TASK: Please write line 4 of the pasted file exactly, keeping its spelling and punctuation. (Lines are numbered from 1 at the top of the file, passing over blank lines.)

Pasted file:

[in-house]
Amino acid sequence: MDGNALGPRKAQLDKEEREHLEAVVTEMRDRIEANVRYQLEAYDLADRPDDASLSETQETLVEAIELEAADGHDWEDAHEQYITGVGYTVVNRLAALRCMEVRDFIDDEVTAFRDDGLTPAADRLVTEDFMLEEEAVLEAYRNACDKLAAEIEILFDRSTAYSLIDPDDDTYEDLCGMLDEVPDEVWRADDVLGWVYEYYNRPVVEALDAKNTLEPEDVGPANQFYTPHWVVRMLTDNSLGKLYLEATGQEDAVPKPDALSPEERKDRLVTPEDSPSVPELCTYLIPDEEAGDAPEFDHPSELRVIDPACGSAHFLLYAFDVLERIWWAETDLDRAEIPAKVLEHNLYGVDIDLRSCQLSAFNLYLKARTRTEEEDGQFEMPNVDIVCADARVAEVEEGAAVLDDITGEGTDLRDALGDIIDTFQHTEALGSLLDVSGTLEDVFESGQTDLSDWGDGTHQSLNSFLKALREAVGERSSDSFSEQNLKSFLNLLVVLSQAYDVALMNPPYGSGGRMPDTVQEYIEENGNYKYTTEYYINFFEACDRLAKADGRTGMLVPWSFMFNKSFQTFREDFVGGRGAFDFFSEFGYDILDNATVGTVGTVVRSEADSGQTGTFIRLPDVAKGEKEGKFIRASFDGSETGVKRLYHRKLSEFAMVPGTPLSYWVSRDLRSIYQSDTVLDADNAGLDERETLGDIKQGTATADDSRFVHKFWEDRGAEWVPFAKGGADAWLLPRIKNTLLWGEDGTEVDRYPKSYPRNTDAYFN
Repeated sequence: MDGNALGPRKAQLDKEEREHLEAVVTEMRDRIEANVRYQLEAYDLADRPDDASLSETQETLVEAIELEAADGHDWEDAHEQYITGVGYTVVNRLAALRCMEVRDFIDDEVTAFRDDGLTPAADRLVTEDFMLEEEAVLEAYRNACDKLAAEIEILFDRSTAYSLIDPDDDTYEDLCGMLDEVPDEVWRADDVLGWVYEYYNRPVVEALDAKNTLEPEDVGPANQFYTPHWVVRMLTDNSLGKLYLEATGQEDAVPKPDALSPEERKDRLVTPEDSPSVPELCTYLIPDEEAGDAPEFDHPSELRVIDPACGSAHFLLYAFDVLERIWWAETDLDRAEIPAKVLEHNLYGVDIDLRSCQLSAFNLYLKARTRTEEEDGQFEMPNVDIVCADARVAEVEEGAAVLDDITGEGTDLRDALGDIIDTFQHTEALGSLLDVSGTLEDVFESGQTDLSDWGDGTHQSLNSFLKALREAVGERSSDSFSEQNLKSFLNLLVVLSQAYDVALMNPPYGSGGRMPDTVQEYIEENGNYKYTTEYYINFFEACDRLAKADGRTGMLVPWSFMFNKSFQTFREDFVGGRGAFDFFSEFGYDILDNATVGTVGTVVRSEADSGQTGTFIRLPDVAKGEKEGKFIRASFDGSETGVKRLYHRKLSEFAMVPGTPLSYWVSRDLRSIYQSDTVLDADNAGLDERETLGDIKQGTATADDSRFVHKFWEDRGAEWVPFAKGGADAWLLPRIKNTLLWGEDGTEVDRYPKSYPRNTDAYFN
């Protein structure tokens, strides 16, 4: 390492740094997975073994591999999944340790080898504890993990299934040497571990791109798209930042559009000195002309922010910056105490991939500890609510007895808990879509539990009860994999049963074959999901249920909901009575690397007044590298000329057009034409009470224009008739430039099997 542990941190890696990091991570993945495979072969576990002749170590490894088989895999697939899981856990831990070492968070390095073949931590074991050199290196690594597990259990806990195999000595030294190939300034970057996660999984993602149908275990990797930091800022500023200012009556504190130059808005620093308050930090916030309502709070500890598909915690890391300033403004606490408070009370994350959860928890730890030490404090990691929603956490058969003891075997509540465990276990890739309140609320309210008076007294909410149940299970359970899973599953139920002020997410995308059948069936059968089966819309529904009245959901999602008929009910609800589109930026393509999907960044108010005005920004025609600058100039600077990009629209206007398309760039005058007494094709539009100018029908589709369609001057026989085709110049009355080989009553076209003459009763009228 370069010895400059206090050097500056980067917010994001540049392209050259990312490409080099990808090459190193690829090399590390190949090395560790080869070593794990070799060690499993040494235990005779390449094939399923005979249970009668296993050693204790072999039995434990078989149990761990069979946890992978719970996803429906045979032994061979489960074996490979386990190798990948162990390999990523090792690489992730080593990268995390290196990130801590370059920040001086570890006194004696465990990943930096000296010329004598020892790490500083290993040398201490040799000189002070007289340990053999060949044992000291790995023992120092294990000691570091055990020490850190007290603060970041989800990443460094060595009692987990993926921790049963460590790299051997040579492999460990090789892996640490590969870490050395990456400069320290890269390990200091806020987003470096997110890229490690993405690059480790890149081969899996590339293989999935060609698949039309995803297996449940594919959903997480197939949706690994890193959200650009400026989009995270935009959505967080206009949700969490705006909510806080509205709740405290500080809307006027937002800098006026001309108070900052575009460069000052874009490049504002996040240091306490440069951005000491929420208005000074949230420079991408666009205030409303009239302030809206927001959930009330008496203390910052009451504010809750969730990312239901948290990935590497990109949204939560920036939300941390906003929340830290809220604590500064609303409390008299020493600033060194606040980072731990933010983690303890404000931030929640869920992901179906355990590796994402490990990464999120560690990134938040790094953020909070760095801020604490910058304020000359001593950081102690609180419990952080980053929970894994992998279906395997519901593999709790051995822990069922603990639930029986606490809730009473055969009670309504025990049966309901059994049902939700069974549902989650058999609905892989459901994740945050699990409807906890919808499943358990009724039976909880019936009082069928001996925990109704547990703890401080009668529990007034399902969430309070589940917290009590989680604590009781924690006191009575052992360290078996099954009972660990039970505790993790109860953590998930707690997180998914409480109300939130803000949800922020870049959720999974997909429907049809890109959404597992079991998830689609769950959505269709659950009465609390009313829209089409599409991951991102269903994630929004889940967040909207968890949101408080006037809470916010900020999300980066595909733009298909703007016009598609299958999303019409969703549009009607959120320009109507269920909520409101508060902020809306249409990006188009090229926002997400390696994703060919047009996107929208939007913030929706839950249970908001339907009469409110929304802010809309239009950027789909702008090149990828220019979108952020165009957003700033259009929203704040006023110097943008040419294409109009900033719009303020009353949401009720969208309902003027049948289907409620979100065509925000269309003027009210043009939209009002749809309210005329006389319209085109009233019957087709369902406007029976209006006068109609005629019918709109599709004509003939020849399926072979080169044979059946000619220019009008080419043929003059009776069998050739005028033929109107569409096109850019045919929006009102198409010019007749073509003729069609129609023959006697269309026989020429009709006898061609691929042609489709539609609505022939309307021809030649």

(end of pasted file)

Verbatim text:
């Protein structure tokens, strides 16, 4: 390492740094997975073994591999999944340790080898504890993990299934040497571990791109798209930042559009000195002309922010910056105490991939500890609510007895808990879509539990009860994999049963074959999901249920909901009575690397007044590298000329057009034409009470224009008739430039099997 542990941190890696990091991570993945495979072969576990002749170590490894088989895999697939899981856990831990070492968070390095073949931590074991050199290196690594597990259990806990195999000595030294190939300034970057996660999984993602149908275990990797930091800022500023200012009556504190130059808005620093308050930090916030309502709070500890598909915690890391300033403004606490408070009370994350959860928890730890030490404090990691929603956490058969003891075997509540465990276990890739309140609320309210008076007294909410149940299970359970899973599953139920002020997410995308059948069936059968089966819309529904009245959901999602008929009910609800589109930026393509999907960044108010005005920004025609600058100039600077990009629209206007398309760039005058007494094709539009100018029908589709369609001057026989085709110049009355080989009553076209003459009763009228 370069010895400059206090050097500056980067917010994001540049392209050259990312490409080099990808090459190193690829090399590390190949090395560790080869070593794990070799060690499993040494235990005779390449094939399923005979249970009668296993050693204790072999039995434990078989149990761990069979946890992978719970996803429906045979032994061979489960074996490979386990190798990948162990390999990523090792690489992730080593990268995390290196990130801590370059920040001086570890006194004696465990990943930096000296010329004598020892790490500083290993040398201490040799000189002070007289340990053999060949044992000291790995023992120092294990000691570091055990020490850190007290603060970041989800990443460094060595009692987990993926921790049963460590790299051997040579492999460990090789892996640490590969870490050395990456400069320290890269390990200091806020987003470096997110890229490690993405690059480790890149081969899996590339293989999935060609698949039309995803297996449940594919959903997480197939949706690994890193959200650009400026989009995270935009959505967080206009949700969490705006909510806080509205709740405290500080809307006027937002800098006026001309108070900052575009460069000052874009490049504002996040240091306490440069951005000491929420208005000074949230420079991408666009205030409303009239302030809206927001959930009330008496203390910052009451504010809750969730990312239901948290990935590497990109949204939560920036939300941390906003929340830290809220604590500064609303409390008299020493600033060194606040980072731990933010983690303890404000931030929640869920992901179906355990590796994402490990990464999120560690990134938040790094953020909070760095801020604490910058304020000359001593950081102690609180419990952080980053929970894994992998279906395997519901593999709790051995822990069922603990639930029986606490809730009473055969009670309504025990049966309901059994049902939700069974549902989650058999609905892989459901994740945050699990409807906890919808499943358990009724039976909880019936009082069928001996925990109704547990703890401080009668529990007034399902969430309070589940917290009590989680604590009781924690006191009575052992360290078996099954009972660990039970505790993790109860953590998930707690997180998914409480109300939130803000949800922020870049959720999974997909429907049809890109959404597992079991998830689609769950959505269709659950009465609390009313829209089409599409991951991102269903994630929004889940967040909207968890949101408080006037809470916010900020999300980066595909733009298909703007016009598609299958999303019409969703549009009607959120320009109507269920909520409101508060902020809306249409990006188009090229926002997400390696994703060919047009996107929208939007913030929706839950249970908001339907009469409110929304802010809309239009950027789909702008090149990828220019979108952020165009957003700033259009929203704040006023110097943008040419294409109009900033719009303020009353949401009720969208309902003027049948289907409620979100065509925000269309003027009210043009939209009002749809309210005329006389319209085109009233019957087709369902406007029976209006006068109609005629019918709109599709004509003939020849399926072979080169044979059946000619220019009008080419043929003059009776069998050739005028033929109107569409096109850019045919929006009102198409010019007749073509003729069609129609023959006697269309026989020429009709006898061609691929042609489709539609609505022939309307021809030649």